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Houston Sustainability

Cris Eugster, Chief Officer for Sustainability for the City of Houston Mayor's Office visits with Leo to talk about his job transforming one of America's most unsustainable cities.

READ: Leo's editorial Lipstick on a Pig

LISTEN: New Capital Show (July 26, 2007)

Posted on Jul 27 by Registered CommenterLEO GOLD | Comments2 Comments

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Reader Comments (2)

Must be tough to transform one of America's most unsustainable cities
Aug 2 | Unregistered CommenterRob Fruth
Ethanol is nothing more than a straw man, a distraction from the search for a true alternative fuel to gasoline. It would not only be prohibitively expensive to switch to ethanol, it is also completely unnecessary.

Ethanol is a very corrosive substance, so corrosive in fact, an entirely new fuel transport infrastructure would have to be built. This in itself would consume (though I personally would say waste) a tremendous amount of resources, time and money. As a matter of fact, with this kind of commitment it would need to be a reliable fuel that would be used for the life of the infrastructure built or the infrastructure itself would need to be usable for the up and coming fuel, otherwise, what would be the point?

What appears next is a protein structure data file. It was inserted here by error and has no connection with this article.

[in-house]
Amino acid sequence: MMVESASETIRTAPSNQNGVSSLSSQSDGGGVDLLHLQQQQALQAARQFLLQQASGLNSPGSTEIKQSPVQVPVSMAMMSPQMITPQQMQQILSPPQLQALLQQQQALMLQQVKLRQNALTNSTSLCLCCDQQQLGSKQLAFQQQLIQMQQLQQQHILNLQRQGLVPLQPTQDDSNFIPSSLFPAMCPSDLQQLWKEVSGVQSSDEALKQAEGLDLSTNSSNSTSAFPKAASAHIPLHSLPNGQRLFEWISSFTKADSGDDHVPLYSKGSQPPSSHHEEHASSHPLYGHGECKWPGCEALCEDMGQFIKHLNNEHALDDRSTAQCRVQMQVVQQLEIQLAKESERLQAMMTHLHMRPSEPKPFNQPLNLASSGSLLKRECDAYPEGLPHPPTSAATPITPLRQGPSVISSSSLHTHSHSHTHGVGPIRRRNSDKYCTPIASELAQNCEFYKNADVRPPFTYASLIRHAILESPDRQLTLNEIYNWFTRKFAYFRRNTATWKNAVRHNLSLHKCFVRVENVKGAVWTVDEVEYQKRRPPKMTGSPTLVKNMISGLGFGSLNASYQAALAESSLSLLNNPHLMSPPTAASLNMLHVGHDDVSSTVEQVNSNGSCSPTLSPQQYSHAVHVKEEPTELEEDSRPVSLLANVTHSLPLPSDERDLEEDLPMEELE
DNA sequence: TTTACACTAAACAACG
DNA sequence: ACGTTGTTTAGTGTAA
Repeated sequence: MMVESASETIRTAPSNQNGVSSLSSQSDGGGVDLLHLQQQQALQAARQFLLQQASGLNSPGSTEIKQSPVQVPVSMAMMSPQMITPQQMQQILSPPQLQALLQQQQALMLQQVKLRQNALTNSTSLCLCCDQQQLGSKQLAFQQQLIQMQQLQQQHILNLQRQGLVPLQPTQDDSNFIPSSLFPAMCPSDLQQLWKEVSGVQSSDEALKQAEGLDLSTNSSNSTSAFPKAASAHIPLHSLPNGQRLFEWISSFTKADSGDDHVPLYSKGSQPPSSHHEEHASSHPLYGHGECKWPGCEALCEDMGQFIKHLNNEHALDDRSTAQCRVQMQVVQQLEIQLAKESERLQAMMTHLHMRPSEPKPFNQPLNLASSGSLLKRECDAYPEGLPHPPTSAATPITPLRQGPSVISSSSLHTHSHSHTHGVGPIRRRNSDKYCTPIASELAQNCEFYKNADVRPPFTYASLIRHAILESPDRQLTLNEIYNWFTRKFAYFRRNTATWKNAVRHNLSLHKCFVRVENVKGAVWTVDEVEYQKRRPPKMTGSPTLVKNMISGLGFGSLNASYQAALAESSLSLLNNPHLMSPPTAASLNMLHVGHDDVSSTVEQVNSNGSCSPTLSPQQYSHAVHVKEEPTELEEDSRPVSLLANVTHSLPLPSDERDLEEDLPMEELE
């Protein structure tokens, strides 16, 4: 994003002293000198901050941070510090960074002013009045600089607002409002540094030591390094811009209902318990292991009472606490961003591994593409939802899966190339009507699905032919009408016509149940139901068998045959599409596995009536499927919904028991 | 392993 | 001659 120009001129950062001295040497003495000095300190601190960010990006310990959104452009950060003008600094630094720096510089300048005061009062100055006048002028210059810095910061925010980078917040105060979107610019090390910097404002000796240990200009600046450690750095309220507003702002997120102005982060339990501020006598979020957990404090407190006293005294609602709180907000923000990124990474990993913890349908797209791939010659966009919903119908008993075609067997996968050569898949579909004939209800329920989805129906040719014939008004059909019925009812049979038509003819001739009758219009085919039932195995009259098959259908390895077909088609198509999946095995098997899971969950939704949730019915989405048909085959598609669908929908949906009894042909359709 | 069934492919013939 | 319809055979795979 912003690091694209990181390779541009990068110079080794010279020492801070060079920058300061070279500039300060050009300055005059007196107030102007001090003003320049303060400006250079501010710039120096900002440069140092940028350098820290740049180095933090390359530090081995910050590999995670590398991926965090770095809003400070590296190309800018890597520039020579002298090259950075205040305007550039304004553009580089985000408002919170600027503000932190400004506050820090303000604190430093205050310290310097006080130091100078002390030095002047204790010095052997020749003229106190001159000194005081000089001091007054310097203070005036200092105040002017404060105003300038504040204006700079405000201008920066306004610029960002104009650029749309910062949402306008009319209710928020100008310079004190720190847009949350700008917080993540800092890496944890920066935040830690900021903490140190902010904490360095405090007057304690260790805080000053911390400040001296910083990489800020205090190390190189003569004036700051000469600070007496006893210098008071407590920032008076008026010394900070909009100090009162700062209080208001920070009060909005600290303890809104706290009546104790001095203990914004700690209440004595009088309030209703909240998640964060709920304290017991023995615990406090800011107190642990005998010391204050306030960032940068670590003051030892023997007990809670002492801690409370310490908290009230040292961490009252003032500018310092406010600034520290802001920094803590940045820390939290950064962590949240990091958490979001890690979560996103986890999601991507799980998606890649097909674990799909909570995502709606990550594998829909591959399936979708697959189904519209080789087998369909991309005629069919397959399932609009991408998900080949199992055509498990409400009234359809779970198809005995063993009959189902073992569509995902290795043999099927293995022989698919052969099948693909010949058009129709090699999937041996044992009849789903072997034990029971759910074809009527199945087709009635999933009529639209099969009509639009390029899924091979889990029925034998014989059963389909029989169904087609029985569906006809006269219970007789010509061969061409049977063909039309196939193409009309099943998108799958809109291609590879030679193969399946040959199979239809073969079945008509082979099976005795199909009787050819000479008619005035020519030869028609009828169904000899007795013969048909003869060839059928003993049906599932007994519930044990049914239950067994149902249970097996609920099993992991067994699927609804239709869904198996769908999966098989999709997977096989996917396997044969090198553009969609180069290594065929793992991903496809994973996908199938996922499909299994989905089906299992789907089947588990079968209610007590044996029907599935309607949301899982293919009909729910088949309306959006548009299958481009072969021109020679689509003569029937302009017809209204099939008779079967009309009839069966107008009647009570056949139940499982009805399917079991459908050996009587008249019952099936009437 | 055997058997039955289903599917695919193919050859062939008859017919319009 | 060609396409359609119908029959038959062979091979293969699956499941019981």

Ethanol tends to absorb impurities from metals and is also water soluble which would either degrade the fuel or outright ruin it.

Ethanol’s advantage is speed (horsepower) over distance (miles per gallon), but there is a catch to this advantage: ethanol has a high octane rating. If the engine is not modified for the higher octane it can still use the fuel but without the higher horsepower but not matter what it will not receive better gas mileage. So if you try to replace gasoline with ethanol you must add an extra half gallon to every gallon of gasoline replaced.

Making ethanol from sugar cane will only increase the overall energy content around 7% verses corn. Moreover it would add additional pressures to water shortages since sugar cane is a very thirsty crop. This means that it can only be grown in certain climates cheaply. In the end, domestically growing sugar cane as a feedstock to produce ethanol would create more problems than solve.

If you are truly serious about replacing gasoline, logically than, the “energy” content is the key. I do not know if you can equal gasoline’s “energy” content, but you can get close. Butanol’s energy content is closer to gasoline (around 80 to 90%), can be produced from certain prairie grasses without cellulostic technology, it’s horsepower to miles per gallon ratio is closer to gasoline, is not water soluble ( the water would not mix with the fuel at all and only sink to the bottom of the tank) and most important of all is that it is not as corrosive as ethanol meaning building a new fuel transport infrastructure is completely unnecessary (the current infrastructure will work fine). As a matter of fact you can use this fuel in an unmodified Internal Combustion Engine unlike Ethanol.

In my opinion, to much is being placed on the carbon content of a replacement fuel and not enough on how practical the replacement fuel really is. I find it interesting that the “fuel” being promoted (Ethanol) does not replace crude based gasoline but is actually an additive meant to stretch the supply only (to my knowledge pure Ethanol will not work) hence E-85 (85% Ethanol, 15% gasoline).

Samuel Davis

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